Originally Posted by Dragonfire
Should provide better balance
I would think a 19t should be quicker than a 13.5 but the 19t will require more work to make it fast. You will have to test back to back to work that out for your self but I would suggest that a 13.5 will make a really good practice motor at the very least. On a tight track like the one in the pic I think the torque of the 13.5 might be quicker in the tight stuff.
BTW: I hardly ever race on carpet but when I do I go for a oneway. There is no comparison to anything else on carpet.
I don't think a one way would be good for this track, I think it is to tight. I could be wrong though, I always used them on sweepeing tracks. What would putting a one way up front do?
Originally Posted by MikeXray
I would try running no sway bars, and running 35-40wt in your rear shocks.
Why drop the rear oil down so much? To increase the rear traction to compensate for the sway bar being removed up front? It might give me to much if I have the rear sway bar off and go lighter. Or should I lighten it up all the way around?
Originally Posted by Cpt.America
When you accelerate, and your car squats (leans to the rear) you are losing traction up front... which is why you are pushing, on throttle. "anti-squat" will help your car by restricting how much weight is shifted to the rear, when you hit the gas, therfore increasing steering when you are on the throttle. Anti-squat increases front traction on throttle.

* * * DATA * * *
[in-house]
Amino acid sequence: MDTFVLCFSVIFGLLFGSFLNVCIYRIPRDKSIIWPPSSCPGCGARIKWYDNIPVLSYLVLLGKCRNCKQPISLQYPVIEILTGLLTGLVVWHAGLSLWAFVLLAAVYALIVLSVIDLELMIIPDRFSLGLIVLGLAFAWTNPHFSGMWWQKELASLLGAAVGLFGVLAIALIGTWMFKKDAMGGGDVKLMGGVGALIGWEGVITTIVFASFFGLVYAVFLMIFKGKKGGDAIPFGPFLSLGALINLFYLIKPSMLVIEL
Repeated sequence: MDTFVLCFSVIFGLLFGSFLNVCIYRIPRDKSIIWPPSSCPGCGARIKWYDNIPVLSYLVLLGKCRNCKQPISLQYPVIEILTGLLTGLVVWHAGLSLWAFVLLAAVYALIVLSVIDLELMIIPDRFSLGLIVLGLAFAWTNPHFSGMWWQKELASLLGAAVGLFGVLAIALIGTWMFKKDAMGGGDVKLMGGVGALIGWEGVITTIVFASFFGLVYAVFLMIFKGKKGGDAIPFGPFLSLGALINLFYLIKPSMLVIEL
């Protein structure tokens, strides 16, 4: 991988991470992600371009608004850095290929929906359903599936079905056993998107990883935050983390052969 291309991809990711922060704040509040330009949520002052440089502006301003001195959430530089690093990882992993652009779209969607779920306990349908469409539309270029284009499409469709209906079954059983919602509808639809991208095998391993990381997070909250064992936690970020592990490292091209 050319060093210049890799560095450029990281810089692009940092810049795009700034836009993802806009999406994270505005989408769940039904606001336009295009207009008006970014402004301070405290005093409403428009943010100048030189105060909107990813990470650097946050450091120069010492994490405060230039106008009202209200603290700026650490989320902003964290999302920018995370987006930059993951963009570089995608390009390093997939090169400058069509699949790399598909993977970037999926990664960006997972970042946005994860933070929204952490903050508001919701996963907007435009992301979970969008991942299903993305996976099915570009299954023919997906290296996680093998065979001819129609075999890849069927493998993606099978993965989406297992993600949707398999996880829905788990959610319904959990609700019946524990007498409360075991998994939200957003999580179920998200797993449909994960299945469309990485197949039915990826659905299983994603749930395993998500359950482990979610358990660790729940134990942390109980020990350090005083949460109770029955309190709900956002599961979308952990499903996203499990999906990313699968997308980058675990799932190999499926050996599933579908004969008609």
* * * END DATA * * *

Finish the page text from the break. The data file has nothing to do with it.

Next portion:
Did you check out the link I provided you up above? It's got everything you will want to know.
Here... ill copy and paste it for you:
More anti-squat generally makes the rear of the car more sensitive to throttle input. The car has more steering while braking, and also a little more powering out of corners. On high-traction tracks, it may feel as if the car momentarily has more rear traction accellerating out of corners. off-power. A lot of anti-squat (4° or more) can make the car spin out in turns, and make the rear end break loose when accellerating. "
It also might help you a bit to losen up yoru front. Try a slightly softer spring combined with slightly lighter oil. This will add a bit of roll to your front end, helping your outside front tire bite more going around the corner. You could also try running only a rear anti-sway bar... which will also help shift traction to the front end. (be advised, that the springs/oil/ARB will also shift traction to the front end everywhere else on the track too).
Yea, I have the link and I like alot of it, I just have to print it the next time im in class. I have the Hudy Guide printed and that is why I didn't think of it. According to Hudy More Anti-Squat will do the following
- Less weight Transfer to the rear of the chassis on-throttle
- Chassis compresses or drops less on-throttle
- Decreased steering responce
- Increased rear traction
- Better on a smooth track
Kind of threw me off because it says less weight transfer to the back and chassis drops less on-throttle. That made me think it would free it up some, but then it said increased rear traction. So I was all confused on it lol.
What would raising my roll center in the rear do? It would let me transfer left to right quicker wouldnt it?
I have an 18lb front spring on there now and the next one down is a 16lb, I could do 16lb with like 50 up front.
I can also lower my diffs which would give me alot more traction to play with, but I don't think I need that. If I run my front diff lower than the rear I think I would have way to much oversteer.
Edit: What size shims should I add to up the Anit-Squat, is there a mm to Degree conversion or something :/